“It was probably revenge, they just don’t talk about it,” suggests Oleh Zhdanov. “They had to know that people were hiding in the Drama Theatre. But it’s quite possible they would do it. Think of the Moskva flagship.  The next day after it drowned, 4 missiles were sent — one we shot down, and the 3 others hit the factory that produced Neptune missile warheads. They always take revenge, this is the psychology, ‘we were wronged, but we took revenge.’ This tradition dates back to Chechnya, where they took people hostage and then tortured them to death in revenge.”  

The next day, on the evening of the 17th of March, Russians dropped a powerful air bomb on the famous volunteer centre Khalabuda (also known as the Eastern Gate). 

Maksym  Hrabovskyi, who was hiding right next to it in the basement, says that after that, 4-5 hours later, mortars began to work on those same coordinates, and in the morning they also found the remains of cluster bombs. 

Shot of the truth

On March 20, Russian propaganda media reported that a Mariupol resident had said that the Drama Theatre and the Neptune swimming pool, as well as the entire city, had been destroyed by the Ukrainian military. 

According to available reliable data, the militants of the Azov nationalist battalion carried out a new bloody provocation by blowing up the theatre building they had mined, where the hostages could be held,” the Russian Defence Ministry lied once again.

In general, Russia built a whole web of lies around Azov. At the beginning of the war, the Putin regime promoted a story for the Russians that the Russian army, together with the people of Ukraine, was destroying mysterious insidious nationalists, who were the source of all the trouble. The Ukrainian army was almost helping in this matter. Instead, the Azov Regiment, as the main nationalists, took civilians hostage and did not allow them to leave their flats to hide behind them.

In the occupied areas of the city, they began to make videos where residents of Mariupol accused the Ukrainian military of shelling and aggressive behaviour. 

“There may be several explanations for such footage. First, when a person is running during shelling, there are bombs falling everywhere, everything is burning, and then this person sees military, they may assume this is the military that were shooting,” says Maksym Hrabovskyi. “Especially if the person used to be pro-Russian, they would be more ready to believe it. There is another version, that these people are simply lying. But there is a third explanation. There was evidence that enemy troops captured a point where Ukrainian uniforms and some equipment were kept. We cannot rule out that in order to sabotage the Ukrainian military, some of the Russian ‘specialists’ changed into the uniform of the Ukrainian army to scare the locals, so that after some time a camera would pass through the area and record eyewitness accounts. This testimony was provided by people who lived in the Livoberezhnyi District and Skhidnyi District, where Russian troops entered first.”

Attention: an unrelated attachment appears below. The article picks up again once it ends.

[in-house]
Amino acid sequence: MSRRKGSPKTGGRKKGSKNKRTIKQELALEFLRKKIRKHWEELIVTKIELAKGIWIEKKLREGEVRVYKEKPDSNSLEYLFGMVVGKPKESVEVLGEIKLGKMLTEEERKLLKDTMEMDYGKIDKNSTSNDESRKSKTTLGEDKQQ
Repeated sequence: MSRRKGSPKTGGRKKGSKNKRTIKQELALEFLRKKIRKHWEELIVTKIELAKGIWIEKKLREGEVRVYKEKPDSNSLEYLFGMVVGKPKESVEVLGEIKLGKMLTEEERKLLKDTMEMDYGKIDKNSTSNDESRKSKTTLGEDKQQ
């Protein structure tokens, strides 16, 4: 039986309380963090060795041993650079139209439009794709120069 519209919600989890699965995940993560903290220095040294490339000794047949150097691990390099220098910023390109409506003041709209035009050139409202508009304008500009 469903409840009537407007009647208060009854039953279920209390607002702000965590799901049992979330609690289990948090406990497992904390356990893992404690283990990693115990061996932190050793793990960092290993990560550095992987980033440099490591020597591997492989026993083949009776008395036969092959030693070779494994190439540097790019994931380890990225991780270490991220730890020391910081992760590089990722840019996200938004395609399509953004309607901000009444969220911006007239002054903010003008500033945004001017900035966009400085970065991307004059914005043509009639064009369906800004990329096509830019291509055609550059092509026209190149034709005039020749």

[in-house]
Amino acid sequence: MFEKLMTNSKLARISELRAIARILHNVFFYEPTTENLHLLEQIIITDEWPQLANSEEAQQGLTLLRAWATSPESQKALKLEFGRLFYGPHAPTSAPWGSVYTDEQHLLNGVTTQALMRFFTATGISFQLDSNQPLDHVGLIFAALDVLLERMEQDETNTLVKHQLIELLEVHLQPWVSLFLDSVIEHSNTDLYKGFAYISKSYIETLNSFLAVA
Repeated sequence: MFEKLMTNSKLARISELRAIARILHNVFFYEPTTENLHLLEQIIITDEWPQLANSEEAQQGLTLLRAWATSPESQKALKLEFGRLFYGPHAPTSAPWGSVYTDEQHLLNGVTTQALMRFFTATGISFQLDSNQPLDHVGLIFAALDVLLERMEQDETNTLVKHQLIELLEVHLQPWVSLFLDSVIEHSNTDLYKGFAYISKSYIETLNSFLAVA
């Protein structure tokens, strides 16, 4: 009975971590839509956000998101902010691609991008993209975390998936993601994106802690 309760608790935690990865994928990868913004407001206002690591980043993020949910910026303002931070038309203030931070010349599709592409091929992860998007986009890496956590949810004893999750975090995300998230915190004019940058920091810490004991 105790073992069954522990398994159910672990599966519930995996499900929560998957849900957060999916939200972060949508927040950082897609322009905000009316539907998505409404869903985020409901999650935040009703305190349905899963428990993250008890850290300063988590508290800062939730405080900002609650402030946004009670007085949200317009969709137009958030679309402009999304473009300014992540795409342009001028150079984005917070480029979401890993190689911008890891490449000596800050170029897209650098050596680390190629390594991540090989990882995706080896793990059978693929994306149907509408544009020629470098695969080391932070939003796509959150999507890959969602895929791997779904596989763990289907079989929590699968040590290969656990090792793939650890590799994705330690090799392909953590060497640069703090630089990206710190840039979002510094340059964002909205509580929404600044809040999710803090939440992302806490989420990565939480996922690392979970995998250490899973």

We can remember the story how the NKVD came up with legendary mercenary groups whose participants wore the Ukrainian Insurgent Army insignia. It is possible that the descendants of the Bolshevik secret services may well use these methods today.  

“Of course, if you needed a firing position or an observation post in a flat — the military came in,” says Maksym. For example, they went into the apartment of my acquaintance and politely said they needed it as an observation point, asking her whether she had friends or family she could stay with. She decided to stay in the flat for a while, and then she was taken where she asked.”

The Russians demolished house after house, quarter after quarter, regardless of whether there were civilians in them or not. Even when it was not necessary from a military point of view.  For example, a tank goes around and shoots at all the houses in the neighbourhood. It only suspects that there may be a grenade launcher somewhere, so it shoots. Regardless of any civilians.  The occupier’s boots stepped on the ruins, where there was no place for Ukraine’s defenders to hide. 

After the capture of the city, thousands of Mariupol residents were forcibly deported to Russia. According to Oleh Zhdanov, this indicates that Putin is trying to play the Stalinist game of deportation. “He understands that if he does not deport most of the Ukrainians and put Russians in their places, there will be sabotage, and eventually, there may be an uprising. People are resettled in Russia. There is information that they are forced to sign documents that they will not return for at least 5 years.” There are also cases when people have been deceived by providing information that in Ukraine they are now going to be imprisoned for illegal border crossing.